The world of fairytales is back. Emma Watson, the ‘Hermoine Granger’ of Hollywood is back and boy, hasn’t she done well? Recently, we had read that the girl had said no to Lala Land for Beauty and the Beast. She was called a fool. People literally laughed at her misfortune, but the girl has taken the box office by storm. The film is a visual treat and Emma Watson is undoubtedly the heart and soul of this tale.
The film is an adaptation of the classic fairytale “Beauty and the Beast” by author Jeanne-Marie Leprince de Beaumont. The story follows a selfish, hard-skinned prince who is cursed by a beautiful enchantress after he turns away a beggar woman for her appearance (She is actually the enchantress herself). She transforms the prince into a hideous beast. She gives him rose and tells him he’ll remain in his cursed state unless he learns to love some and earns her love in return by the time the last petal falls. Whether or not the beast would be able to break the curse forms the crux of the story.
Emma Watson comes out all guns blazing. She forms the heart of the film. Dan Stevens as the prince/beast is no less convincing. Emma Watson’s ‘beauty’ and the ‘Beast’ in Dan Stevens end up the film. Furthermore, a sense of vulnerability is what was required to play Belle and she seems to have nailed it. Dan Stevens as the hard-skinned prince was as ruthless as one could imagine. The way Stevens has gone about his ‘beasty’ business is commendable. Luke Evans as Gaston, the arrogant hunter does a great job as well. One can clearly see drops of arrogance and selfishness dripping of his forehead.
I too, like many of you, already know the story, the basic plotline and the conclusion as well. The newness lies in the way the entire story has been presented. The songs fit in perfectly and complement the entire setup. The way this story has been weaved together with all its visual elements is something which stands out. Both Belle as well as her father Maurice (played by Kevin Kline) have been given short back-stories, that though unnecessary, end up adding a lot of richness to the film.The entire setup showcasing the 18th century France, the costumes are pleasing to the eye. The story lacks pace in the first half.. The second half is full of ups and downs. The Film lacks depth, but contains innocence. The story has been read and heard a thousand times, but again, truth be told, the visual representation of the story contains freshness.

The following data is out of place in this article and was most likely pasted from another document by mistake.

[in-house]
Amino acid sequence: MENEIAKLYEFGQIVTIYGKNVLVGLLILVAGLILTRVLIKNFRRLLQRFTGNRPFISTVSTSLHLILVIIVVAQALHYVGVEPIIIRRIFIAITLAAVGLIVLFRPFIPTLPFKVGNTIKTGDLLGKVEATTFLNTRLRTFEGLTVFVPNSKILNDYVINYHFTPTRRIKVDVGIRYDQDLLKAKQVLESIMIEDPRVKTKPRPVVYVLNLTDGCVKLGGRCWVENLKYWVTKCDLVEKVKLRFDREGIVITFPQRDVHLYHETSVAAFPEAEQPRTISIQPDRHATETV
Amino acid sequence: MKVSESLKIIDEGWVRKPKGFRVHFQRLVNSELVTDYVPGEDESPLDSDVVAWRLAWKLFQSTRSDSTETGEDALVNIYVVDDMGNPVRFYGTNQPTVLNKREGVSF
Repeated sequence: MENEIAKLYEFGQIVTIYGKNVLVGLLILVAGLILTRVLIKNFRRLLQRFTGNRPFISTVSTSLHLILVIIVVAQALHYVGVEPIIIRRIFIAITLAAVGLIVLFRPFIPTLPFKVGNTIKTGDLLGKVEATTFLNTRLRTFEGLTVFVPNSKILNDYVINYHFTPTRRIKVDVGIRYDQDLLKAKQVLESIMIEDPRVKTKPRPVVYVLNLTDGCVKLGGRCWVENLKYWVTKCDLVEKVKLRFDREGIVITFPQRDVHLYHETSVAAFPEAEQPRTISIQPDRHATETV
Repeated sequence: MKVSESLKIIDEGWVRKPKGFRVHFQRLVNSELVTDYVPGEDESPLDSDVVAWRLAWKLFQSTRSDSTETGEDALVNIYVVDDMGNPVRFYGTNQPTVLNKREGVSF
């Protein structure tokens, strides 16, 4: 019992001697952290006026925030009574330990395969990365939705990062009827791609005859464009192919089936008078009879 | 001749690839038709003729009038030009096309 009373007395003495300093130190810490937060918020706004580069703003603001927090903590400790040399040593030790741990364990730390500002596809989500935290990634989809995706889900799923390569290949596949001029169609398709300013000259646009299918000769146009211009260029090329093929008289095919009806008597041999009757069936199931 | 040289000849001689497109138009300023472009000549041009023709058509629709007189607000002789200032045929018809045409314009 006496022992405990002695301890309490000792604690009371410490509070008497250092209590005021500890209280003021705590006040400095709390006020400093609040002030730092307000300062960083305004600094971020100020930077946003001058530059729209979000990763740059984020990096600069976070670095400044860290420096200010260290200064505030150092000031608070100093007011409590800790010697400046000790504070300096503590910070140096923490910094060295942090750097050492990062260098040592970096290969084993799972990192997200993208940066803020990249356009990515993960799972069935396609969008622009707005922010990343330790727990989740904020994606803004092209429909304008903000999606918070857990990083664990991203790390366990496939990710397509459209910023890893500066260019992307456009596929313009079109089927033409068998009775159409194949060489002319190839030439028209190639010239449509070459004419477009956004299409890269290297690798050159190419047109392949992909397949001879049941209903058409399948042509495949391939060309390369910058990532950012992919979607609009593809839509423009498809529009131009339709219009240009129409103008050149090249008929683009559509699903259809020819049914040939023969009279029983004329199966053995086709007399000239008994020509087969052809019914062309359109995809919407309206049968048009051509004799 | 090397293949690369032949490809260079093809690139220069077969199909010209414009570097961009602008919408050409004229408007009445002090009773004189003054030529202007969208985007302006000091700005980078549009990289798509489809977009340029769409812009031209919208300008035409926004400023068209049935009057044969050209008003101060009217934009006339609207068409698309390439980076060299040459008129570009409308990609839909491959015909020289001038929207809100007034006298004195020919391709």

Alan Menken has composed the music of the film. Songs and musical sequences complement the entire setup with utmost ease. Music isn’t only pleasing to the ears, but also symbolizes varying moods and situations. Menken’s compositions are a joy to listen. You tend to lose yourself whenever the music plays. Full marks to Menken for coming out with such a rich and brilliant album. Songs act as the soul of this tale and make you laugh, make you cry and make you giggle.
Director Bill Condon has gone out his job with utmost sincerity and honesty. He chose to play around with characters. For instance, Belle and her father Maurice were given short back-stories in order to add richness to the entire film. Condon has been successful in creating a world of fairytales to quite an extent. The story has been put together piece by piece. We will certainly have to learn from Condon the art of narrating a story that has already been told a thousand times. To top it all, Condon infuses impetus into the story though some intelligent ‘additions’.
Beauty and the Beast has always occupied a special place in my heart ever since I was a little boy, still in my nappies. It taught me to look beyond physical appearances. The whole idea of falling in love with a human and not his looks is something that has always been with me. The film, with all its visual elements and VFX technology takes us back in time. You can’t find faults in this one. You’ll enjoy it no matter how old you are.
Overall rating: ****/5